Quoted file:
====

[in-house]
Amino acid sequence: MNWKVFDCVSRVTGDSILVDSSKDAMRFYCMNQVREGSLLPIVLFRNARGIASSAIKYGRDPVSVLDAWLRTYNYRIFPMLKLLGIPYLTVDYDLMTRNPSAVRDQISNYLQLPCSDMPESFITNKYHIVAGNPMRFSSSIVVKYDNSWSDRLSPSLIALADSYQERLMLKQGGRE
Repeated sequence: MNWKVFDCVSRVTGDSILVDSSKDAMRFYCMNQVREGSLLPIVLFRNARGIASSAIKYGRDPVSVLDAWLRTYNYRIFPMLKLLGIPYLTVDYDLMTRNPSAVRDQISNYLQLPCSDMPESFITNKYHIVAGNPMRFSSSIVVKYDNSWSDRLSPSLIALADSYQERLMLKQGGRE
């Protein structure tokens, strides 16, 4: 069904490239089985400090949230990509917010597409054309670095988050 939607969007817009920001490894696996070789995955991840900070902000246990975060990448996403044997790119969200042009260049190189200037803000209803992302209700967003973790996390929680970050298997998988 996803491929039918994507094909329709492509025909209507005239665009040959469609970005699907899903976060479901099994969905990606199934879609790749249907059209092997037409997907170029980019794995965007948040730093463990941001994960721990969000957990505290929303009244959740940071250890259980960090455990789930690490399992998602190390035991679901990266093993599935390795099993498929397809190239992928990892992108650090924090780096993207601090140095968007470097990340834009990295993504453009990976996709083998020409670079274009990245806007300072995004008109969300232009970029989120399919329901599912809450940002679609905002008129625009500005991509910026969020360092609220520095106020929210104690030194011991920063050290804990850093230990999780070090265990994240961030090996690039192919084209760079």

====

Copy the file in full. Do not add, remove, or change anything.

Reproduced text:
[in-house]
Amino acid sequence: MNWKVFDCVSRVTGDSILVDSSKDAMRFYCMNQVREGSLLPIVLFRNARGIASSAIKYGRDPVSVLDAWLRTYNYRIFPMLKLLGIPYLTVDYDLMTRNPSAVRDQISNYLQLPCSDMPESFITNKYHIVAGNPMRFSSSIVVKYDNSWSDRLSPSLIALADSYQERLMLKQGGRE
Repeated sequence: MNWKVFDCVSRVTGDSILVDSSKDAMRFYCMNQVREGSLLPIVLFRNARGIASSAIKYGRDPVSVLDAWLRTYNYRIFPMLKLLGIPYLTVDYDLMTRNPSAVRDQISNYLQLPCSDMPESFITNKYHIVAGNPMRFSSSIVVKYDNSWSDRLSPSLIALADSYQERLMLKQGGRE
């Protein structure tokens, strides 16, 4: 069904490239089985400090949230990509917010597409054309670095988050 939607969007817009920001490894696996070789995955991840900070902000246990975060990448996403044997790119969200042009260049190189200037803000209803992302209700967003973790996390929680970050298997998988 996803491929039918994507094909329709492509025909209507005239665009040959469609970005699907899903976060479901099994969905990606199934879609790749249907059209092997037409997907170029980019794995965007948040730093463990941001994960721990969000957990505290929303009244959740940071250890259980960090455990789930690490399992998602190390035991679901990266093993599935390795099993498929397809190239992928990892992108650090924090780096993207601090140095968007470097990340834009990295993504453009990976996709083998020409670079274009990245806007300072995004008109969300232009970029989120399919329901599912809450940002679609905002008129625009500005991509910026969020360092609220520095106020929210104690030194011991920063050290804990850093230990999780070090265990994240961030090996690039192919084209760079």